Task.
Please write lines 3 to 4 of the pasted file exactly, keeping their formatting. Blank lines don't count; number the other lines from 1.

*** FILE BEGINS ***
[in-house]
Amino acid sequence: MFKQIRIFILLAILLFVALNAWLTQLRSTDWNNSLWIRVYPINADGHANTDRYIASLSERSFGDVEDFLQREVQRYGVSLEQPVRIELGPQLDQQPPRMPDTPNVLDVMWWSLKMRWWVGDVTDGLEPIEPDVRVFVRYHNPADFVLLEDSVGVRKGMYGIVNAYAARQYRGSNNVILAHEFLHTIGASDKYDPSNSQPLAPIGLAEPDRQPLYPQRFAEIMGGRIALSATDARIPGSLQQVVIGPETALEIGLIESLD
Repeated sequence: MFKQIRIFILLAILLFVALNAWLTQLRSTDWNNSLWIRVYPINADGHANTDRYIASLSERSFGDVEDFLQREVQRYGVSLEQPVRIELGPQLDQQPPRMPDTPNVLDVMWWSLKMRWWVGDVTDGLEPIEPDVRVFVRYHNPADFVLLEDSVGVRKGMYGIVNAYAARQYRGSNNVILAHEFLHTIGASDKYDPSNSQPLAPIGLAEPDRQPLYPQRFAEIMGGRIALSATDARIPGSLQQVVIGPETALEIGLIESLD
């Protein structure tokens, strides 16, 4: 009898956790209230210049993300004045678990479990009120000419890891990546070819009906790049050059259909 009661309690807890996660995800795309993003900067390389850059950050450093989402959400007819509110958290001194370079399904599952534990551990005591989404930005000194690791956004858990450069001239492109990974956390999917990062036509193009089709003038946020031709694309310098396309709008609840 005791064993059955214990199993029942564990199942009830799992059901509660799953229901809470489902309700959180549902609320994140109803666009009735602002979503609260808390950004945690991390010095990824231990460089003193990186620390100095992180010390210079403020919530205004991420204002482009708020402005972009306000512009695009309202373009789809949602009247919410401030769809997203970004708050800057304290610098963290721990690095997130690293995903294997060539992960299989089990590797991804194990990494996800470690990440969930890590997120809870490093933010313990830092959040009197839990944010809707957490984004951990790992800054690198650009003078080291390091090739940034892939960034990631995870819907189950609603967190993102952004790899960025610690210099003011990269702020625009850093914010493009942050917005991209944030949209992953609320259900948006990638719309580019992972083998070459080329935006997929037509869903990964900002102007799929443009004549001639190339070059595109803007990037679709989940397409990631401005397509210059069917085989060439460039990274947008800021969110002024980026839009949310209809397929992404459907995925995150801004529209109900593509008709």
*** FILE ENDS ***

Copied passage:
Repeated sequence: MFKQIRIFILLAILLFVALNAWLTQLRSTDWNNSLWIRVYPINADGHANTDRYIASLSERSFGDVEDFLQREVQRYGVSLEQPVRIELGPQLDQQPPRMPDTPNVLDVMWWSLKMRWWVGDVTDGLEPIEPDVRVFVRYHNPADFVLLEDSVGVRKGMYGIVNAYAARQYRGSNNVILAHEFLHTIGASDKYDPSNSQPLAPIGLAEPDRQPLYPQRFAEIMGGRIALSATDARIPGSLQQVVIGPETALEIGLIESLD
């Protein structure tokens, strides 16, 4: 009898956790209230210049993300004045678990479990009120000419890891990546070819009906790049050059259909 009661309690807890996660995800795309993003900067390389850059950050450093989402959400007819509110958290001194370079399904599952534990551990005591989404930005000194690791956004858990450069001239492109990974956390999917990062036509193009089709003038946020031709694309310098396309709008609840 005791064993059955214990199993029942564990199942009830799992059901509660799953229901809470489902309700959180549902609320994140109803666009009735602002979503609260808390950004945690991390010095990824231990460089003193990186620390100095992180010390210079403020919530205004991420204002482009708020402005972009306000512009695009309202373009789809949602009247919410401030769809997203970004708050800057304290610098963290721990690095997130690293995903294997060539992960299989089990590797991804194990990494996800470690990440969930890590997120809870490093933010313990830092959040009197839990944010809707957490984004951990790992800054690198650009003078080291390091090739940034892939960034990631995870819907189950609603967190993102952004790899960025610690210099003011990269702020625009850093914010493009942050917005991209944030949209992953609320259900948006990638719309580019992972083998070459080329935006997929037509869903990964900002102007799929443009004549001639190339070059595109803007990037679709989940397409990631401005397509210059069917085989060439460039990274947008800021969110002024980026839009949310209809397929992404459907995925995150801004529209109900593509008709």